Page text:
Types of Internal Conflict
There are many different types of internal conflict; I encourage you to pay close attention to which ones you resonate with.
1. Moral Conflict
Moral conflict arises when we hold conflicting beliefs about something to do with our personal ethics. For example, moral conflict could occur when a person believes in human rights, but doesn’t believe in euthanasia. Or a person could value telling the truth, but lie to save another person’s life.
2. Religious Conflict
Religious conflict is quite common, because it revolves around belief, and beliefs are very mind-orientated, making them particularly fragile. Examples of religious conflict could be, believing in a loving God, but finding it hard to accept that the same God can be a God of wrath. Or a person who is religiously faithful, and believe and support the use of medical marijuana (which is still classified as a drug). When faced with scientific facts, religious conflict may arise within a person who values both truth and their religious belief.
3. Political Conflict
Political conflict arises when a person feels split between their own beliefs and their political party’s beliefs. A person may align with one party, but disagrees with their treatment of the healthcare system. Or a person may believe in the political philosophy, but struggles to support the politician propagating it.
4. Love Conflict
Love conflict is what happens when we love someone who is in a relationship and is emotionally unavailable. Or we may love our partners, but find their habits to be intolerable. We may also love a person and wish to keep them, but realize we have to let them go.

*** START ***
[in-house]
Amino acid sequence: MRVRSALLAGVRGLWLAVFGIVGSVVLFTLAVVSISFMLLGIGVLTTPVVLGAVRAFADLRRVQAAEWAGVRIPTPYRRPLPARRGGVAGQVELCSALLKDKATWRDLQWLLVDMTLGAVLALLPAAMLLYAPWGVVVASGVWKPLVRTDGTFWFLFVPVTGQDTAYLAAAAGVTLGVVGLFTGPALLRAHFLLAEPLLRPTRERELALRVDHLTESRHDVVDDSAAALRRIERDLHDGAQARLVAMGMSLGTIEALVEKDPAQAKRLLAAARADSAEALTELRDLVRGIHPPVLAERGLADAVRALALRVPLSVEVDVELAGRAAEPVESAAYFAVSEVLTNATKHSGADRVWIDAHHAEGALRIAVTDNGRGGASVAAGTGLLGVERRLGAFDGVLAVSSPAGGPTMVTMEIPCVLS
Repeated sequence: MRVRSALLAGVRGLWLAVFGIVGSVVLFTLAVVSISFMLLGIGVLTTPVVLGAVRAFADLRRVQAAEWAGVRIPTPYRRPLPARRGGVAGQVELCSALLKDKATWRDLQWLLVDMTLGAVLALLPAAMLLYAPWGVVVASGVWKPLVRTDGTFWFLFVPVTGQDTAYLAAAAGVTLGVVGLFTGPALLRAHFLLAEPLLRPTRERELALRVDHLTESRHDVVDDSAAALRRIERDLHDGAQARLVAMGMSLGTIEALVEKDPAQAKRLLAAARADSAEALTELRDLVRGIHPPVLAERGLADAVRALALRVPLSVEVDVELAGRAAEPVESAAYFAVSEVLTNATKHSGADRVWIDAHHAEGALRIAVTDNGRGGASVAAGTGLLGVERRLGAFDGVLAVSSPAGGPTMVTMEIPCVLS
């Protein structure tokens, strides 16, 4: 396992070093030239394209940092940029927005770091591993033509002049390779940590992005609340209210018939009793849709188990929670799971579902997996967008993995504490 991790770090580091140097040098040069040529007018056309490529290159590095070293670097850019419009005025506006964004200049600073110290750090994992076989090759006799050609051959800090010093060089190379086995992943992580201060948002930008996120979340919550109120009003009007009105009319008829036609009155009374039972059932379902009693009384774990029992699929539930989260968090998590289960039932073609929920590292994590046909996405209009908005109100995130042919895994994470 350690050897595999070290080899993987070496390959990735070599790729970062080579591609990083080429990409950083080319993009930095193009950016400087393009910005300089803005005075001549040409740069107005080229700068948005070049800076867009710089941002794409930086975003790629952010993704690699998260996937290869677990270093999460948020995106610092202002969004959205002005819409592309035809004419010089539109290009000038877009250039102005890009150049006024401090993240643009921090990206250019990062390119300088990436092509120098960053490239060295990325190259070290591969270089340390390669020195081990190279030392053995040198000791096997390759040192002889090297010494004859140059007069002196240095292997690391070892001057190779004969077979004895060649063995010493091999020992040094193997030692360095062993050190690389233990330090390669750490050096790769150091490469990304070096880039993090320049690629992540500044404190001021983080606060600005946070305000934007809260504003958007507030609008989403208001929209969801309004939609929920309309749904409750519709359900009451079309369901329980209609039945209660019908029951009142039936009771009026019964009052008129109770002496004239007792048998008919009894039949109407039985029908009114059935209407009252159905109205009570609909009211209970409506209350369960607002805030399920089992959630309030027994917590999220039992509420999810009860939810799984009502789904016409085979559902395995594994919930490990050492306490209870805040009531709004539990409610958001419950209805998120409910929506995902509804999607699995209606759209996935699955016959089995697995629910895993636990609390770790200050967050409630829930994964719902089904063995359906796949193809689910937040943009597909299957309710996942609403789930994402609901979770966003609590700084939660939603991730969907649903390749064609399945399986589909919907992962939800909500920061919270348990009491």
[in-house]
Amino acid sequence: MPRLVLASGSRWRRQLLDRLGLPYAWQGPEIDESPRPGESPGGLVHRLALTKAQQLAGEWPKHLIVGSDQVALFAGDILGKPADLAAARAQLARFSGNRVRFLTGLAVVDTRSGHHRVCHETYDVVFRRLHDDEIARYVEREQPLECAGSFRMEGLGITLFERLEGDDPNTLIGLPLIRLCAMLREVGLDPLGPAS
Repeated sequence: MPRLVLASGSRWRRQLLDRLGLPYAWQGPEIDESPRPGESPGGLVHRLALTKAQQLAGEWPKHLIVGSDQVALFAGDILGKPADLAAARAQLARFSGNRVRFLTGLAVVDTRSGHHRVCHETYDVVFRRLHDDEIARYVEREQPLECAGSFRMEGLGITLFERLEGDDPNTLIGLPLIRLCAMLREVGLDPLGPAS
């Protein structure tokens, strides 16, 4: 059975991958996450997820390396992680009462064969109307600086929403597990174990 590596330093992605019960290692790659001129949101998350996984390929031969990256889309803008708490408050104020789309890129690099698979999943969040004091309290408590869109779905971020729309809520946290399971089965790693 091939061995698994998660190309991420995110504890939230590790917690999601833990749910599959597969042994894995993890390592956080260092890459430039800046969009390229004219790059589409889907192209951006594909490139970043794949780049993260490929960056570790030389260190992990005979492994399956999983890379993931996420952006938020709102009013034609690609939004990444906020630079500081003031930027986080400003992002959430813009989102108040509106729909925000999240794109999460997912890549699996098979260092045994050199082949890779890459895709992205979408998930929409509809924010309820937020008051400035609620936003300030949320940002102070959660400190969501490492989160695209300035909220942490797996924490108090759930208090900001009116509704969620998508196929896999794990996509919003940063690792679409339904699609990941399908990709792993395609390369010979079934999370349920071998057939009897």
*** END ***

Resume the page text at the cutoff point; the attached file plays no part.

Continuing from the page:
5. Self-Image Conflict
Your self-image is the mental idea you have about yourself, for example, a person who believes they’re honest might lie on their resume to get their dream job. Someone who takes pride in eating healthy might not want to give up smoking. Or a person may believe they are ethical, but might misrepresent information on their tax return form.
6. Interpersonal Conflict
Interpersonal conflict overlaps with other types of internal conflict, such as self-image and love conflict. This type of conflict occurs in social situations, when you want to be one way, but find yourself acting in another way. For example, Sally hates talking about sports, but she finds herself faking interest in what her coworkers talk about. An introvert doesn’t have much energy, but creates a high-energy facade to fit in with others. Or someone is offended by a friend, but says nothing even though they want to.
7. Existential Conflict
Existential conflict involves feelings of discomfort and confusion about life, particularly when two opposing beliefs or desires arise. For instance, wanting to live life to the fullest, but not wanting to make any changes or get out of your comfort zone. Existential conflict can also be directed towards the world, for example, wanting to save our planet, but at the same time believing that it’s doomed.